Palace of Tolstoy Family (House of Scientists)
The Palace of counts Tolstoy, commonly known as the House of Scientists, is one of the most vivid architectural monuments in Odesa. First of all, it’s famous that despite advanced age and difficult history, it could keep almost all of its interiors in its original form. As of today, they are the main magnet that attracts hundreds of tourists to the age-old mansion.
The building in Russian classicism style, subsequently finished with baroque and renaissance decorations, was constructed in the city’s center in 1830s. The project was designed by renowned Italian architect Franz Boffo, the author of another architectural masterpiece of Odesa, Vorontsov Palace. The construction was commissioned by bed chamber Nikolai Khorvat. 40 years later, the mansion was purchased by count Tolstoy for his newly married son. The Tolstoy family was one of the richest nobles in the Southern Russian Empire. They rose to fame as being sponsors and collectors of art masterpieces.
The two-storey building of shell rocks houses 12 rooms and patio-inspired garden. The majority of heavily decorated halls have been kept almost intact till now. As of today, it features delicate stairs, Venetian mirrors, carved ceilings and elegant tapestries.
The Marble Hall is considered one of the most beautiful. It was used by the Tolstoy family as dining room. The hall is completely faced with artificial marble, invented and produced by local craftsman on family’s money. There is a flawless grand piano of the German company Schroder. According to the legend, once it was owned by well-known Hungarian composer, Franz Liszt. The same saying tells that the unique painted and carved instrument was used by him during his tour in Odesa. Nevertheless the grand piano was heavily damaged during the transportation therefore vexed Liszt decided on leaving it in the city. Later on, the musical instrument was bought by count Mikhail Tolstoy for his spouse.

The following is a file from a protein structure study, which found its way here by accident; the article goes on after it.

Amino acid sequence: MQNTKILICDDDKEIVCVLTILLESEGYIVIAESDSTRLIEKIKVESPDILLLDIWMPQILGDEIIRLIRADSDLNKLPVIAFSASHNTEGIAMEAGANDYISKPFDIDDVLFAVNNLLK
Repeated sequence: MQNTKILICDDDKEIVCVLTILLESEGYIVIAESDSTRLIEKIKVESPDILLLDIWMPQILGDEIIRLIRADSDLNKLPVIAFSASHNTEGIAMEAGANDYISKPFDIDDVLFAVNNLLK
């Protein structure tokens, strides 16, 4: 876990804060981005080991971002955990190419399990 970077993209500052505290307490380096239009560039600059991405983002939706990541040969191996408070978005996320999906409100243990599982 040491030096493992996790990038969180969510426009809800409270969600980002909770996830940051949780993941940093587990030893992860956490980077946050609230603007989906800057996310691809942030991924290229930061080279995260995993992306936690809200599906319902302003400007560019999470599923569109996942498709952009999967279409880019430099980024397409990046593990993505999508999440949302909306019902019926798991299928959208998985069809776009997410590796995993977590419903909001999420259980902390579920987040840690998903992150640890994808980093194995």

Another highlight of the mansion is the Silk Hall upholstered with intricately ornamented silk. They say the count decided to decorate the room after being tired of incessant requests of his friend to show him the Order of Saint Stanislaus with silk bandolier. He was awarded by Emperor himself for establishing the first-aid station. He commissioned silk in China that was inspired by order’s bandolier and commanded to cover the hall with it.
The White Hall is also the one to be amazed at. There is oak parquet, made of 22 oak varieties, Venetian mirrors, gilded chandeliers and age-old furniture. This was a ball room that could welcome up to twelve couples simultaneously. The locals affirm that until recently the waltzing ghost of a woman could be seen in the White Hall. They say that it is Countess Tolstoy’s soul returns where she was happy once.
Named because of filigree carving of nutwood doors and panels, the Nutwood Hall also has an inimitable interior, as well as the Oak Hall that once was owner’s cabinet. By the way, the last one was connected to the Opera House by the first telephone line in Odesa – the count Tolstoy loved to listen to operas by phone.
The building has adjacent art gallery in late baroque style, commissioned by Tolstoy family in the end of the 19th century. They wanted to save their vast collection of paintings and other art masterpieces of Russian and foreign visual arts. In its epoch, the gallery was reckoned to be one of the best in Russian Empire.